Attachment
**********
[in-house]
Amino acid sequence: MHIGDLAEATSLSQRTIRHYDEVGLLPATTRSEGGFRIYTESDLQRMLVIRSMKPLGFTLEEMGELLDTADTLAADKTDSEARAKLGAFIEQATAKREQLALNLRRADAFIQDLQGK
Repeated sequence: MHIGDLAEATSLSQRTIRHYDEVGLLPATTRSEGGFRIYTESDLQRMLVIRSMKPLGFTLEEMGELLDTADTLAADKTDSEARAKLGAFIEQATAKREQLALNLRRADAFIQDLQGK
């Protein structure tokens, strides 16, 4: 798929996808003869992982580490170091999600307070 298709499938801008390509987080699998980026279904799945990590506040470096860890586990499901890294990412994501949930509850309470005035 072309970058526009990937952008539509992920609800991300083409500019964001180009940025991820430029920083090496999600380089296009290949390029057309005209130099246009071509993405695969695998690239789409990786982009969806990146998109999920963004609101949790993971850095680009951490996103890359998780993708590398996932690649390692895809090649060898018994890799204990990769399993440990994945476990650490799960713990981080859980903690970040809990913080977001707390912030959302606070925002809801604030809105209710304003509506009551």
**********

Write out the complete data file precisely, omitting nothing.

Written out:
[in-house]
Amino acid sequence: MHIGDLAEATSLSQRTIRHYDEVGLLPATTRSEGGFRIYTESDLQRMLVIRSMKPLGFTLEEMGELLDTADTLAADKTDSEARAKLGAFIEQATAKREQLALNLRRADAFIQDLQGK
Repeated sequence: MHIGDLAEATSLSQRTIRHYDEVGLLPATTRSEGGFRIYTESDLQRMLVIRSMKPLGFTLEEMGELLDTADTLAADKTDSEARAKLGAFIEQATAKREQLALNLRRADAFIQDLQGK
């Protein structure tokens, strides 16, 4: 798929996808003869992982580490170091999600307070 298709499938801008390509987080699998980026279904799945990590506040470096860890586990499901890294990412994501949930509850309470005035 072309970058526009990937952008539509992920609800991300083409500019964001180009940025991820430029920083090496999600380089296009290949390029057309005209130099246009071509993405695969695998690239789409990786982009969806990146998109999920963004609101949790993971850095680009951490996103890359998780993708590398996932690649390692895809090649060898018994890799204990990769399993440990994945476990650490799960713990981080859980903690970040809990913080977001707390912030959302606070925002809801604030809105209710304003509506009551």